Merith Cosden of the Gevirtz School at UC Santa Barbara was invited to present at the event Drug Treatment Courts as an Alternative to Incarceration for Drug Dependent Offenders in Bridgetown, Barbados on June 19 & 20. The event was sponsored by the Organization of American States and the Inter-American Drug Abuse Control Commission.
The purpose of the event was to provide information to the Barbados Attorney General and others to help them decide whether to create a drug court in their country. Groups presented models from Jamaica, Canada, and the United States. Dr. Cosden, along with the Honorable Justice Rogelio Flores of the County of Santa Barbara Superior Court, presented the U.S. models. In particular Cosden discussed treatment services and how to turn challenges from the health sector into opportunities. She also was part of a panel that stressed the necessity of effective monitoring and evaluation of any drug treatment court.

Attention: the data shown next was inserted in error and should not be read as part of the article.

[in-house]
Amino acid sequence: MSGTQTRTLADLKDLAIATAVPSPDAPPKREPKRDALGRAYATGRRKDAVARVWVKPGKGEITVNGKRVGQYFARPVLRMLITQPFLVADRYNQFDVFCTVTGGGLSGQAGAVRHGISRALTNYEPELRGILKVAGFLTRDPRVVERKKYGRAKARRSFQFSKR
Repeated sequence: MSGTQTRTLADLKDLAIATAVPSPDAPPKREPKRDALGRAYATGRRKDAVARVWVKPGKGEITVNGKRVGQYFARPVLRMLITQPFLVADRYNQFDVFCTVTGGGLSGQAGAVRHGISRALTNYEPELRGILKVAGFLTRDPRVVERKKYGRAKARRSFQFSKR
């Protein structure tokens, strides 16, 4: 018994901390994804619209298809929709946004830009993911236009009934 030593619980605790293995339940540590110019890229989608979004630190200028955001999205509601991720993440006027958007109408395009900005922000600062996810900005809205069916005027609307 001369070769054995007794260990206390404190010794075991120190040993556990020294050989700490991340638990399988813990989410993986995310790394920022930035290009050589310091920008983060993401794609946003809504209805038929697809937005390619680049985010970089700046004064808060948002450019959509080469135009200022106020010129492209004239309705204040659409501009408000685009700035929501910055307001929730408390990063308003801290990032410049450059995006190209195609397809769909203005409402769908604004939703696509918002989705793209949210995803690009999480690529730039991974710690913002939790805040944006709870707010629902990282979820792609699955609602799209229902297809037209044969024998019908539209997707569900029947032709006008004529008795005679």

Merith Cosden is a Professor and Chair of the Department of Counseling, Clinical and School Psychology in the Gevirtz School. She received her Ph.D. in Clinical Psychology from the University of New Mexico in 1980 and joined the faculty at UCSB in 1988. She is a licensed psychologist and supervises students in the Hosford Clinic. Her research covers several areas. Cosden studies child abuse prevention and treatment in conjunction with a community-based agency that serves children and families exposed to violence. She also conducts evaluation research with court-based programs for adults with substance abuse or co-occurring disorders, perinatal treatment programs for women with co-occurring disorders and their children, and psychoeducational programs for college students with drinking problems. Finally, she has longstanding interest in the social and emotional functioning of individuals with learning disabilities and ADHD, focusing on differences in self-understanding and self-esteem among children and adults with these disabilities, and, more recently, the impact of having a cognitive disorder on the process of psychotherapy.